The presence of the right catalyst can open chemical pathways to high-value products. A catalyst provides the means for reactants to overcome the energy barriers that would otherwise inhibit certain reaction steps. The breaking and forming of new chemical bonds is an atomic scale event, thus to fully understand the workings of a catalyst, one must look at its atomic structure. Catalysts used in heterogeneous catalysis are typically not based on a single material, but a mixture of different ones. In such a system, the interactions between phases are complex and give rise to the active sites that fundamentally govern the catalytic properties of the material. We are interested in studying how the interactions between active phase and support materials are expressed in the catalysts, both ex-situ and in-situ. Aberration-corrected STEM offers a wide range of analytical tools for this purpose, including high-resolution imaging, EDX, EELS, and tomography.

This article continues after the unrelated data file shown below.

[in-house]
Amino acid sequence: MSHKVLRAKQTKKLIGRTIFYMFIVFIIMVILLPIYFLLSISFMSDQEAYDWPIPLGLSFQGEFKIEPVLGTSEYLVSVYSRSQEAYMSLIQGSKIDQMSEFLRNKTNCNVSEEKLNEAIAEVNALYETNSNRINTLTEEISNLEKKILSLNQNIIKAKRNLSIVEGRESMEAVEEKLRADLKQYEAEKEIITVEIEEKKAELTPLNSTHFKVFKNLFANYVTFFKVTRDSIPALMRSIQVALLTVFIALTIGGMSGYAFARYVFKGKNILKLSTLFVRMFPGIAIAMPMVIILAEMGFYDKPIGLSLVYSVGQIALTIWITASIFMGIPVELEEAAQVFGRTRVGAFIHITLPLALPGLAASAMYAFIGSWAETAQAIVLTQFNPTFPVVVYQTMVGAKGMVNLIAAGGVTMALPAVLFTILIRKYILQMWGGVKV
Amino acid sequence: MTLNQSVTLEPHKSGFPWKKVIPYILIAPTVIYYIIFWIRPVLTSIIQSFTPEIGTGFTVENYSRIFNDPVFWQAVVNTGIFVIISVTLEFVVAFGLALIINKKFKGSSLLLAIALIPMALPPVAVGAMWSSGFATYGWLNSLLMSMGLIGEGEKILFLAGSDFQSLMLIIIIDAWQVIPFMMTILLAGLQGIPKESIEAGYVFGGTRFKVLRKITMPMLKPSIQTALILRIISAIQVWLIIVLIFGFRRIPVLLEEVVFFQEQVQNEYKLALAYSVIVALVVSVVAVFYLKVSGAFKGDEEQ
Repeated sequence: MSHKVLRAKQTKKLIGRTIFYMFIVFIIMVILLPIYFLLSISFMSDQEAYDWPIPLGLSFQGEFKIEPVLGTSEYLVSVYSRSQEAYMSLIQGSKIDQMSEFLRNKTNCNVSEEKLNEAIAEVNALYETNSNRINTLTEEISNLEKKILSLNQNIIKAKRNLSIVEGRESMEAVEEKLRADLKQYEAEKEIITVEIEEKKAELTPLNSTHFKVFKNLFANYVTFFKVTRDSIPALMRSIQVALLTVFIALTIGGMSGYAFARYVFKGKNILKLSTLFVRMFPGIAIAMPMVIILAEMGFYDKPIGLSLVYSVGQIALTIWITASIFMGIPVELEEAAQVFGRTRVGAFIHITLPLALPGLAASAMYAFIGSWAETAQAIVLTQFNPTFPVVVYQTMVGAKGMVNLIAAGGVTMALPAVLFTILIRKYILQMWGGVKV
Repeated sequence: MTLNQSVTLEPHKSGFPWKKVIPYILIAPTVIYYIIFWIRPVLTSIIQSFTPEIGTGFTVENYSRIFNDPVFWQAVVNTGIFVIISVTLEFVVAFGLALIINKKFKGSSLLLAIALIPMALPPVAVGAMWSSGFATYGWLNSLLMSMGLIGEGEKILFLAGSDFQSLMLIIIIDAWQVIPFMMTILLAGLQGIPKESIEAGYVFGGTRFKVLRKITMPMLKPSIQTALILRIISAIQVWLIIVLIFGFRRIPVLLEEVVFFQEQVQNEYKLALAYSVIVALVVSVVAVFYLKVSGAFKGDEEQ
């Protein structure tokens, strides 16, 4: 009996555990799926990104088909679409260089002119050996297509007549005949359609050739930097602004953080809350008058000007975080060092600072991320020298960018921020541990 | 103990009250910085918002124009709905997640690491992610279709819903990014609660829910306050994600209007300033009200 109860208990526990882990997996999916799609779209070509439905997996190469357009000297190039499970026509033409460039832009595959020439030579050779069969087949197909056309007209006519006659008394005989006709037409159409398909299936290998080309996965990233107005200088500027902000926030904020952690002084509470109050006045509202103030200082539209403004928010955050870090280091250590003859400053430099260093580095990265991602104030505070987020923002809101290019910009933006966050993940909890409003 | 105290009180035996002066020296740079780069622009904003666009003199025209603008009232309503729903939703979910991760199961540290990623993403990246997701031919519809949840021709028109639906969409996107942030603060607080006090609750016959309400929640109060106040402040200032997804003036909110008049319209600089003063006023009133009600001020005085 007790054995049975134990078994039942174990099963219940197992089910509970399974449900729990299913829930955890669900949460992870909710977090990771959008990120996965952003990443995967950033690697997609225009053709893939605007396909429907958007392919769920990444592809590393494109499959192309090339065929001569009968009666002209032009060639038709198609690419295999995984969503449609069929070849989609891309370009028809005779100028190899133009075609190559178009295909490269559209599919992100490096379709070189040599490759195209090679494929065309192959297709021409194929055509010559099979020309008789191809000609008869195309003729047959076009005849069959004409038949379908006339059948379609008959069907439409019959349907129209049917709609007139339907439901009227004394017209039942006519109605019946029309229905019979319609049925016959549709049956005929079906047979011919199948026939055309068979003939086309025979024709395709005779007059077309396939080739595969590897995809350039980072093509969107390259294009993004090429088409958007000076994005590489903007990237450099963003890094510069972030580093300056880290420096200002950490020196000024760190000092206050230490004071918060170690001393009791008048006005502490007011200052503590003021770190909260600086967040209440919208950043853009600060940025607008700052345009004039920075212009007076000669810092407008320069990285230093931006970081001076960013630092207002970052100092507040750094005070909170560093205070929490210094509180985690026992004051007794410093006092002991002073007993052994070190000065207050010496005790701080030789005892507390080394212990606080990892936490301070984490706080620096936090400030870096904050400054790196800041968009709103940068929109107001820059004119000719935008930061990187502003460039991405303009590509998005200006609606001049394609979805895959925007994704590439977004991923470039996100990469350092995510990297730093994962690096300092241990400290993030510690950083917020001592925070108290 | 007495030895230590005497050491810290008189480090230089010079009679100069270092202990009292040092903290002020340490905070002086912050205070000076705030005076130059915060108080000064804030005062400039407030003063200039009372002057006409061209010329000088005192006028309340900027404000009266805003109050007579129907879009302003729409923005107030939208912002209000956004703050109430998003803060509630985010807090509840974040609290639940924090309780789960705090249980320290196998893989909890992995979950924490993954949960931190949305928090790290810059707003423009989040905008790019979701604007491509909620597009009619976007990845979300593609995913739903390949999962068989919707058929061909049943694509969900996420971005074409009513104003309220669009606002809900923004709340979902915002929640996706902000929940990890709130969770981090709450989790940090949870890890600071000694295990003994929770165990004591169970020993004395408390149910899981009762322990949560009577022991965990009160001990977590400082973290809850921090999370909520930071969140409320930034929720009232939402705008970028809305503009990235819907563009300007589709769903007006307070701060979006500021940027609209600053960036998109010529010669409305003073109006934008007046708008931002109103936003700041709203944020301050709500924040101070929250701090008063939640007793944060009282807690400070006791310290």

Experimental HR-STEM image of a platinum particle supported on cerium dioxide, a potential active site in the Pt/CeO2 catalytic system (left). Estimated 3D atomic structure of the Pt particle. The particle structure was estimated by atom counting and verified by STEM-simulations (right).
In-situ time series of structural dynamics in the Pt/CeO2 system recorded at 600°C.

HAADF-STEM tomographic tilt series of platinum particles dispersed on a carbon lace.